Hello Everyone:
Kailash Satyarthi. 60 from India and Malala Yousafzai, 17 from Pakistan have won the 2014 Nobel Peace Prize ‘for their struggle against oppression of young people and children’, says Nobel committee chairman Thorbjoern Jagland.  He says Satyarthi is honoured for his ‘personal courage’ in battling child exploitation and despite her youth, Malala has achieved much for teenage education in Pakistan and abroad.
In India, Mr. Satyarthi, a former engineer, has long been associated with the struggle to free bonded laborers, some born into their condition and others lured into servitude. For decades, he has sought to rid India of child slavery and has liberated more than75,000 bonded and child laborers in the country.
Please Note:
Mr. Satyarthia and Ms.Yousafzai are both highly deserving of the Nobel Peace Prize.  Please note much of the attention is on Malala who is better known world-wide and because she is the youngest person (teenager) to have ever been awarded the Nobel Peace Prize.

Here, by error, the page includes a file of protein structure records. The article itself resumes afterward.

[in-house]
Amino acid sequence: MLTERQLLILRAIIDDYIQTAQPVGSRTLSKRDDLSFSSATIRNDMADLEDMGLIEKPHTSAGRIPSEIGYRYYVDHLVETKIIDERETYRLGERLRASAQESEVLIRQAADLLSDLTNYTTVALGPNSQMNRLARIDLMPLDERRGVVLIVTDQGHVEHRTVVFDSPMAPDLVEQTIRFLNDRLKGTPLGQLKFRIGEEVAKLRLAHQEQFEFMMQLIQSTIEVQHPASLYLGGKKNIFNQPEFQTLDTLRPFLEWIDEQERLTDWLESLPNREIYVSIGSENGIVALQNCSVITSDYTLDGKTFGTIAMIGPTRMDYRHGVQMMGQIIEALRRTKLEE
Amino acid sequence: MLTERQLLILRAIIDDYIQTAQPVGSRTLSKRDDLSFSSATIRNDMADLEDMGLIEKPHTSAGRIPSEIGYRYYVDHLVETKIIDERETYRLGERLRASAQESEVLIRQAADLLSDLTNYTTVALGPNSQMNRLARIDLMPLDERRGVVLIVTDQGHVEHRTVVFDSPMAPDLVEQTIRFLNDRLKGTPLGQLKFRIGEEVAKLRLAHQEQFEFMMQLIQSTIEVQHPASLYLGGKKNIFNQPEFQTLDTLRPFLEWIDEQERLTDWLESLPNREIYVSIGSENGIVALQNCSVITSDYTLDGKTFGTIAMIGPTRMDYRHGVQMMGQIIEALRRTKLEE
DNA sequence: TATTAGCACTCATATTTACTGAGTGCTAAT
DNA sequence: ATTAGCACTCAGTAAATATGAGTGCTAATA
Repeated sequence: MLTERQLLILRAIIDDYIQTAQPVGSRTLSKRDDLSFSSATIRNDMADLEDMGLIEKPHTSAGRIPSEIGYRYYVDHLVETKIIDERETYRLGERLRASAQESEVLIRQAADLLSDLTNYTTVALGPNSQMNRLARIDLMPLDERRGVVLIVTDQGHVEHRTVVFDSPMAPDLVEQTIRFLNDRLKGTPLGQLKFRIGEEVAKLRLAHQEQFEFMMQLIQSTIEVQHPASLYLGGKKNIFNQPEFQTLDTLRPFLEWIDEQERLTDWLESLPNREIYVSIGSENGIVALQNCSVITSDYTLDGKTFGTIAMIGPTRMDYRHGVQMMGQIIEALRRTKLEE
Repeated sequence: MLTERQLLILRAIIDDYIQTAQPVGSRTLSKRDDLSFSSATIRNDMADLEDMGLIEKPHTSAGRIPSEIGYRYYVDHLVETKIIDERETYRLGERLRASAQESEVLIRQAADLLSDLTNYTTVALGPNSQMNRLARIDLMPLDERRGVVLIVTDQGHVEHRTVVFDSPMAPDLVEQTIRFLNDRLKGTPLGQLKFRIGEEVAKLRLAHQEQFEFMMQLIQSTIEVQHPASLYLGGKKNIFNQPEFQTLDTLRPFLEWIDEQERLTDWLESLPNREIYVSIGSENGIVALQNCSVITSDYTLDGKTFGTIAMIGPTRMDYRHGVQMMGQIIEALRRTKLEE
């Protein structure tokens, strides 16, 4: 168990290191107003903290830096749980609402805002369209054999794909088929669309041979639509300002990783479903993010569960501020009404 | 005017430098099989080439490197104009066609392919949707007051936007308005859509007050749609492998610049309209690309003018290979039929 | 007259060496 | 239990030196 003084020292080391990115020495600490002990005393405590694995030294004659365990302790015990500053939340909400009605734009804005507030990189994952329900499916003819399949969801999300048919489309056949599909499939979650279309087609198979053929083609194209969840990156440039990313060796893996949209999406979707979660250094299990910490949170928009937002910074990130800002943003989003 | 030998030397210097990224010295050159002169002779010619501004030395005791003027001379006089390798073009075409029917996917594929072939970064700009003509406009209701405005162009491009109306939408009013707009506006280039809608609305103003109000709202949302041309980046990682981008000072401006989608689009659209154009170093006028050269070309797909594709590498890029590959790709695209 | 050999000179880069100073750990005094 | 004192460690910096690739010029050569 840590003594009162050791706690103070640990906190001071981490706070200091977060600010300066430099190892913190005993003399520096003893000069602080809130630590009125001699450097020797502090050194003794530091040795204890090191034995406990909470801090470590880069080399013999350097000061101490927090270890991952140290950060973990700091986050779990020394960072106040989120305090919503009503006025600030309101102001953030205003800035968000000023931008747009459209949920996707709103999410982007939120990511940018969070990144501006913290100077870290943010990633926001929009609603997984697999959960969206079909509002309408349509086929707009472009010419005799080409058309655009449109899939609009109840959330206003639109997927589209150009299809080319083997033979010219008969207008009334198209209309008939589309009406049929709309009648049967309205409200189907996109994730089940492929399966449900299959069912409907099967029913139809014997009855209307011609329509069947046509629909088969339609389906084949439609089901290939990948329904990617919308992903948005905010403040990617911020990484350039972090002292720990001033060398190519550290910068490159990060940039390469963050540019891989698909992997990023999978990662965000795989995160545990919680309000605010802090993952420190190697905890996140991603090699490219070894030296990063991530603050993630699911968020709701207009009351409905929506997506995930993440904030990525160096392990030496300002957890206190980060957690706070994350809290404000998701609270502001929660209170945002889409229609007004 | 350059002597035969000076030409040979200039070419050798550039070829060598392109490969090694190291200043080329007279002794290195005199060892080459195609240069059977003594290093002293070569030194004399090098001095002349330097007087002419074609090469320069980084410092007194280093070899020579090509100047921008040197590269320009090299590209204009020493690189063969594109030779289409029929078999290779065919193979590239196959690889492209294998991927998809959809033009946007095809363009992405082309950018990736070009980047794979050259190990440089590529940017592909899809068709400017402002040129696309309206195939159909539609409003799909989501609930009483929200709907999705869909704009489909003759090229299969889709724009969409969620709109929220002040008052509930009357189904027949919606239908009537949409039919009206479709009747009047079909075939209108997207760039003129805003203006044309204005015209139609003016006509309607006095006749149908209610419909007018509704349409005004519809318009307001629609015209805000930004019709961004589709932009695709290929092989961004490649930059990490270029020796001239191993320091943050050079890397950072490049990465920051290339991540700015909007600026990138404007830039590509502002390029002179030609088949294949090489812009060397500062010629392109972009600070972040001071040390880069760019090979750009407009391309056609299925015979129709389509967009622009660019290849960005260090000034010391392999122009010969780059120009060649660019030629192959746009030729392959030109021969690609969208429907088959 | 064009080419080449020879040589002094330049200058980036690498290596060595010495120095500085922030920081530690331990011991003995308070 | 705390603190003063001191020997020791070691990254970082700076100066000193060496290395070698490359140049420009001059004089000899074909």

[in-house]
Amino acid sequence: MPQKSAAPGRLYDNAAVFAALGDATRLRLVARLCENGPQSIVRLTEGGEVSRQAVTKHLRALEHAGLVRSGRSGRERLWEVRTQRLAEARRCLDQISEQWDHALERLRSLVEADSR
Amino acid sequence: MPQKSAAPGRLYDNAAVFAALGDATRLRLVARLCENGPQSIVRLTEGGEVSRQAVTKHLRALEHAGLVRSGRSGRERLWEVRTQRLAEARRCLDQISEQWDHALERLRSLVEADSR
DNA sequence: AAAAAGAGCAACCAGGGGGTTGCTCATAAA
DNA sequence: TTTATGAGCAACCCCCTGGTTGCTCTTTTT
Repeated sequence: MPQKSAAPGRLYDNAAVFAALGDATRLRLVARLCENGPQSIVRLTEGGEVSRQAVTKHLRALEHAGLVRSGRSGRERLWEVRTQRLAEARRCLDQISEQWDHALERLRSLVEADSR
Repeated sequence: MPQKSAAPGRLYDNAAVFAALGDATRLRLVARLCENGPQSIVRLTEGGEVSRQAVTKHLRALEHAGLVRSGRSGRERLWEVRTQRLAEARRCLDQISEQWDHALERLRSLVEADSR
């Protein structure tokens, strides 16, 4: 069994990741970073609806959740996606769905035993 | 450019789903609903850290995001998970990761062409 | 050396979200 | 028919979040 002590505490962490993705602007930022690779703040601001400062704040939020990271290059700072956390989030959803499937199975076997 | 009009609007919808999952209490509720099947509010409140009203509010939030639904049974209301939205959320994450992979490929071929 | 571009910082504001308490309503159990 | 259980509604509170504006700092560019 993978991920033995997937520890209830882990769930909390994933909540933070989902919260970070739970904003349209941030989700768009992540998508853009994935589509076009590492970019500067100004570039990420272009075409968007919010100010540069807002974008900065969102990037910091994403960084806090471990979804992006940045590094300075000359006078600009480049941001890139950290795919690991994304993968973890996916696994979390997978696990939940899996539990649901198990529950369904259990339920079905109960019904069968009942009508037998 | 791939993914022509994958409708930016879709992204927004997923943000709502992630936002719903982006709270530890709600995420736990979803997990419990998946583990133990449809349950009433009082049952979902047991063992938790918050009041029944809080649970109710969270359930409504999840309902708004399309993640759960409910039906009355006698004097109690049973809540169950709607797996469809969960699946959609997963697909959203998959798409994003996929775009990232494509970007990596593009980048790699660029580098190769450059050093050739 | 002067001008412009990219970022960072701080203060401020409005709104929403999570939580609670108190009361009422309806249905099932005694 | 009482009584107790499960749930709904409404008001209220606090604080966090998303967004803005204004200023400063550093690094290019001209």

In the video below you will find Malala’s address to the United Nations Youth Assembly in 2013 and a photo of her book, I Am Malala which was released October 2013.
​Kailash Satyarthi and Malala Yousafzai 

​Malala Yousafzai meets President Obama while First Lady Michelle
Obama and Malia Obama are inspired by Malala’s vision & courage 
Oval Office, The White House_October 11, 2013

Malala Yousafzai raises her hands with some of the escaped 
kidnapped school girls in Nigeria_July 14, 2014

“Malala has already fought for several years for the right of girls to education and has shown by example that children and young people, too, can contribute to improving their own situations,”   Mr. Jagland said. “This she has done under the most dangerous circumstances. Through her heroic struggle, she has become a leading spokesperson for girls’ rights to education.”
Video:  Captures UN audience spellbound 
and teary eyed

​Malala Yousafzai addresses Youth Assembly
United Nations_July 12, 2013
In many ways, Malala’s story has come to symbolize the trauma of modern Pakistan, as the nuclear-armed nation has struggled to reconcile the opposing forces of violent Islamism and those who envision a progressive, forward-facing future for their country.
​Malala’s book released October 2013


Camille Mitchell

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